Last week my boyfriend had a vacant look on his face (probably after I’d talked him to the verge of death) and so I asked him what he was thinking about.


‘Absolutely nothing’, he replied. Apparently this is something that some people can actually do. Nothing. Zilch. Nada.


There is always something going on in my head. Rik Mayall quotes, Rolling Stones songs, shopping lists……I plan things months in advance. On the rare occasion that there’s not something actively going on (other than sawdust), the ‘screensaver’ to my mind will be playing. Currently this is ‘Pen Pineapple Apple Pen’; the Deathnote version.




One question that worms its way into my mind on occasion is:

What is going to happen to Owen when he’s an adult?

Hand on heart, I try not to think about it. It is one of the few things in life that terrifies me. Along with fire alarms and wasps.


Realistically, he could need to live with me until I peg it. On the day of his diagnosis, I was handed a pile of leaflets and paperwork about warden assisted accommodation for adults with Autism and job schemes etc. There are other options out there. He may even be able to live by himself. At his school, there’s a room that has been made into a studio flat, to give the children the opportunity to learn how to make the bed and cook dinner. Important life skills. One of my friends wondered why I had taught Owen to set the washing machine. In my opinion, if I can teach him these life skills now, it’s one more tiny step to an independent adulthood. It’s also jolly handy for when I don’t have a magic kettle to wish for extra arms a la Neil in the Young Ones:




He may never have a full time job. There is a very low number of adults who have an ASD diagnosis who also have full time jobs. I think it could be along the lines of 2 in 10. With cuts in benefits for people with ‘mental’ illnesses happening constantly, it’s another huge worry. Hopefully he will find his calling.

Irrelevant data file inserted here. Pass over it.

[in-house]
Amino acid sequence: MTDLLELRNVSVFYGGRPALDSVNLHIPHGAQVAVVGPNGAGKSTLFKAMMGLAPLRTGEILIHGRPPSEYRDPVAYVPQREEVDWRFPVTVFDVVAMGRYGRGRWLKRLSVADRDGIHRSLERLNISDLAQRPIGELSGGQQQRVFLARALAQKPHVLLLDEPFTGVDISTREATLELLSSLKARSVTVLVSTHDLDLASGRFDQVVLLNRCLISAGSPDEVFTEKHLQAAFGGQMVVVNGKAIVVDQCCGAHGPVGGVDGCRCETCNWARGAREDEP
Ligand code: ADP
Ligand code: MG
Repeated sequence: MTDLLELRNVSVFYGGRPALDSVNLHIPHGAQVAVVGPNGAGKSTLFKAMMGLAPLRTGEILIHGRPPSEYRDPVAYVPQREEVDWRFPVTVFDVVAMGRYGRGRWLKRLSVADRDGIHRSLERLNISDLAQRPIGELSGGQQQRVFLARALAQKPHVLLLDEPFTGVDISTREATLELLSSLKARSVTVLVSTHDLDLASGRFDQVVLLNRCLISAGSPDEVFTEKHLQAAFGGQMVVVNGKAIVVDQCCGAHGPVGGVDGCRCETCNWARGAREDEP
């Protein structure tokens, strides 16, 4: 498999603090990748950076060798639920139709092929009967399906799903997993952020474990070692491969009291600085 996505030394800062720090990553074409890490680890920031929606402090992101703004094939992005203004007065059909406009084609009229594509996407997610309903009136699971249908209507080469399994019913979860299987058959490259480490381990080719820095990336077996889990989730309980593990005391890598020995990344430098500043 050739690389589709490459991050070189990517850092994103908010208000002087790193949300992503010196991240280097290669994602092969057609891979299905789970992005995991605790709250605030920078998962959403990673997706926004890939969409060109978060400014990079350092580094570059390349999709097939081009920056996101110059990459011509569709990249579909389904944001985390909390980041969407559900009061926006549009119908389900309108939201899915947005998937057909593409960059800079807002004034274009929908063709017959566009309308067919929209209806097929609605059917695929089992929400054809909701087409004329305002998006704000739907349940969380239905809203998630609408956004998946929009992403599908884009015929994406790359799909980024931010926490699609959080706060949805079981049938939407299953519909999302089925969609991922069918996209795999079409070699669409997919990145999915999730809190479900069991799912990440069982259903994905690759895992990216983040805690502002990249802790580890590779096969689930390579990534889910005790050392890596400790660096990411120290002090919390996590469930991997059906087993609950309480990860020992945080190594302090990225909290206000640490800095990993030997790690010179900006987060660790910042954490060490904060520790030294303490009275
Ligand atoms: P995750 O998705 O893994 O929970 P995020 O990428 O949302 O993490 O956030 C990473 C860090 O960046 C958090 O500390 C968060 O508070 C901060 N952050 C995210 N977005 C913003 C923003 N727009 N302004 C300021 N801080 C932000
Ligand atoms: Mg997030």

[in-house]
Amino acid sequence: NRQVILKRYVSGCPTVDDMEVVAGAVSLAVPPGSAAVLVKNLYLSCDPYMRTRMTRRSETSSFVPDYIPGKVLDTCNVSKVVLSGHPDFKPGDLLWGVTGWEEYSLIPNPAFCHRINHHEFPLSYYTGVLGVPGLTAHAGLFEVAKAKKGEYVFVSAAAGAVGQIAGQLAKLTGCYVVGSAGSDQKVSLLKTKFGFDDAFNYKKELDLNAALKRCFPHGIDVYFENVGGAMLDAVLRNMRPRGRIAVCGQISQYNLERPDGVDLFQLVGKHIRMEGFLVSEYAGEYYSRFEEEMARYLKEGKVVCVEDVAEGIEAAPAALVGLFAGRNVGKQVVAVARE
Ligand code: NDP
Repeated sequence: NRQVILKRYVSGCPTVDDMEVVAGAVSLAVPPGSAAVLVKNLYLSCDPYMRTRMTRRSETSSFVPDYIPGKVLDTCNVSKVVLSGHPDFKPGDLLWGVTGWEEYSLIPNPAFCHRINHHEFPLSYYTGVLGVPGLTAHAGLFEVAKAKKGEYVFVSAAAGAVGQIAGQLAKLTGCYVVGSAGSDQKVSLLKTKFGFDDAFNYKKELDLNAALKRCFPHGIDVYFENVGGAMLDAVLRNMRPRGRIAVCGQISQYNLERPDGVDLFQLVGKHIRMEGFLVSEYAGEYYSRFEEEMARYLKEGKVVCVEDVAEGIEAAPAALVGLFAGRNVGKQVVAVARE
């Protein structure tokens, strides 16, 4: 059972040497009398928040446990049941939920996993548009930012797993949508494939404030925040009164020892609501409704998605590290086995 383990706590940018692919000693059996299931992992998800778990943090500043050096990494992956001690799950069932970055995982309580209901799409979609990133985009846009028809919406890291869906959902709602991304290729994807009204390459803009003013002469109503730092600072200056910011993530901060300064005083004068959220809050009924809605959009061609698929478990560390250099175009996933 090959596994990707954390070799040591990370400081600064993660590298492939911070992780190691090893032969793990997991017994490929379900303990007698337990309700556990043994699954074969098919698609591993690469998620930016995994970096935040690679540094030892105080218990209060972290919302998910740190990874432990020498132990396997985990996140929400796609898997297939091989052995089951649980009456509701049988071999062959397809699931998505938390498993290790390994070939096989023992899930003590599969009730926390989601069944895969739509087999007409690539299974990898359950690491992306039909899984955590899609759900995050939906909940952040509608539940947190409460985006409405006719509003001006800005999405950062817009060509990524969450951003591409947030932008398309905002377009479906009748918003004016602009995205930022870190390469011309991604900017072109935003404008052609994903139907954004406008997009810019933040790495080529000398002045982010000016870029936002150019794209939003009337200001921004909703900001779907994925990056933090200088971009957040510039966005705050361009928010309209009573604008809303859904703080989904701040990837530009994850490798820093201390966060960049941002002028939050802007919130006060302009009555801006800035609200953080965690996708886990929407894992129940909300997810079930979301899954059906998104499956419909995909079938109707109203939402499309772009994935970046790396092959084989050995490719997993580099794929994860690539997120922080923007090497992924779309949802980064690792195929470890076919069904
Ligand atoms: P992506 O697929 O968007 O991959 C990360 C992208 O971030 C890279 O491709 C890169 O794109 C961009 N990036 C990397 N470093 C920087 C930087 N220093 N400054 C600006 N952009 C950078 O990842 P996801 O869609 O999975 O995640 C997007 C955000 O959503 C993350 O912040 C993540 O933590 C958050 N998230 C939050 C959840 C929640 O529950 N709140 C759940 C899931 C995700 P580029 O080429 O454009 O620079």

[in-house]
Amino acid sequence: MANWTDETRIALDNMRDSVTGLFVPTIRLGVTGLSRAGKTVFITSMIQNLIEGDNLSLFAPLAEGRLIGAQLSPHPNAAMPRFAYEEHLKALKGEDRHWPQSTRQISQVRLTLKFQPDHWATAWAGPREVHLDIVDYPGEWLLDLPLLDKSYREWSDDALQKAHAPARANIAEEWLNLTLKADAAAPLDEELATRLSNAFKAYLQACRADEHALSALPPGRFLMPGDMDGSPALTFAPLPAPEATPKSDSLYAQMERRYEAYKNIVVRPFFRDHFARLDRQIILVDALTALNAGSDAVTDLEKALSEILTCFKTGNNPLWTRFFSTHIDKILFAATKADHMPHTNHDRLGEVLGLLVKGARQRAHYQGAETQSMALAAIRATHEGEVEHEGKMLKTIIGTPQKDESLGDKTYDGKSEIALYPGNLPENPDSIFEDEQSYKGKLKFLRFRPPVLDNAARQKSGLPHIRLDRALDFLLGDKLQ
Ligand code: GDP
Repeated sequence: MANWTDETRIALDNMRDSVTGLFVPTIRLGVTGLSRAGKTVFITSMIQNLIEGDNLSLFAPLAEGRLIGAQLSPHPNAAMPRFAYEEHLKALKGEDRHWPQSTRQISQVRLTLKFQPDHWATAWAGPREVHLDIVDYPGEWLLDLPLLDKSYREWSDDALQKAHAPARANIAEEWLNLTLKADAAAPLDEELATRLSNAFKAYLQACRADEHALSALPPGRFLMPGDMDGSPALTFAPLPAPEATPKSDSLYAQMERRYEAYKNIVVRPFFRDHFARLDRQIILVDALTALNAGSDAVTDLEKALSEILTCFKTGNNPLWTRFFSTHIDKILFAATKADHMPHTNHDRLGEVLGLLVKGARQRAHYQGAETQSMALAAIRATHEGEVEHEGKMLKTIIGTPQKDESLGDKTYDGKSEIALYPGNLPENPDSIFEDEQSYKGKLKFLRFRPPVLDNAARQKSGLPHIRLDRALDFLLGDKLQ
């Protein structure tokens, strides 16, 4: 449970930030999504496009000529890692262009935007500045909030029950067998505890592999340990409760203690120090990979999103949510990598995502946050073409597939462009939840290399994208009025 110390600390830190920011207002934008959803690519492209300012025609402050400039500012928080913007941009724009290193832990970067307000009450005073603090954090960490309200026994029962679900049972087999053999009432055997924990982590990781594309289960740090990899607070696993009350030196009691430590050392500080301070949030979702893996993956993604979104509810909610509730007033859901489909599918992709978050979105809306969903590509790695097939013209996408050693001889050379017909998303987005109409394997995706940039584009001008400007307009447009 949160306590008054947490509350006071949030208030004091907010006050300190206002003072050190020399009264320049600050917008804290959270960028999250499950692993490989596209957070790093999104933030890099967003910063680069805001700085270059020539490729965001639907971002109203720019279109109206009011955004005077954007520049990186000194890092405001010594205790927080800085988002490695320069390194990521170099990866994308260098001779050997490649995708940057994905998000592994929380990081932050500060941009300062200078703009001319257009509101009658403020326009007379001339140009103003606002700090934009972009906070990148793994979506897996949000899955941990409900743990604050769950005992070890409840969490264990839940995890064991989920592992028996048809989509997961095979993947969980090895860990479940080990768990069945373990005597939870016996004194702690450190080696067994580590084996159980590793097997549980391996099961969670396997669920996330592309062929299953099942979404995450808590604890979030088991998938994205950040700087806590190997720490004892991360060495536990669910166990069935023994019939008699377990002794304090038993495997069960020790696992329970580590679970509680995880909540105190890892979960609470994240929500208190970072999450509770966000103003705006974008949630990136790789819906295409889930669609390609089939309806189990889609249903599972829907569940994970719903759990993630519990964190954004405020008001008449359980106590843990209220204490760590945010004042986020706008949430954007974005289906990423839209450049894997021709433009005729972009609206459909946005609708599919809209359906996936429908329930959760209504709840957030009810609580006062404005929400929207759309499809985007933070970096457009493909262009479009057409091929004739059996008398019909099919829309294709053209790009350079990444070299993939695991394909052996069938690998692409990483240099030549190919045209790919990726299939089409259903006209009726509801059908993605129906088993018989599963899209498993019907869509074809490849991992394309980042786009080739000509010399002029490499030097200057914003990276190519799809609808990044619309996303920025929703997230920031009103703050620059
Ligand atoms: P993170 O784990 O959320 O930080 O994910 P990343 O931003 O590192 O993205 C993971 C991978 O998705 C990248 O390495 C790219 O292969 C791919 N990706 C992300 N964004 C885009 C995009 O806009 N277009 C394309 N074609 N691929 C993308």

Who will look after him when I’m gone? I’m sure he will be perfectly capable of looking after himself but who will he have? Programs like ‘the Undateables’ give me some reassurance. He may find love and have a family.
Before I had Owen, I wanted lots of children. Lots of sons – Malcolm in the Middle style.



I still ache some days for this and I’m very aware that I’m 30 this year. I get broody . I think about what having a brother or sister would mean for Owen when he’s an adult. Someone who would love him as much as I do, someone to keep an eye on him later. On the other hand, I wrestle with the idea that I can’t have another child solely to be there for Owen. I’m not sure I could handle Owen and a baby at the same time and with Owen being six this year, going back to ‘day one’ is a very daunting prospect.


But enough with the worrying – I’ll have to up my dose of Omeprazole if I think about it too much. At the rate he is progressing, he’ll be absolutely fine, I’m sure.


My boyfriend totally agrees and there’s a reason his mug at my house says ‘Mr Right’ on it…

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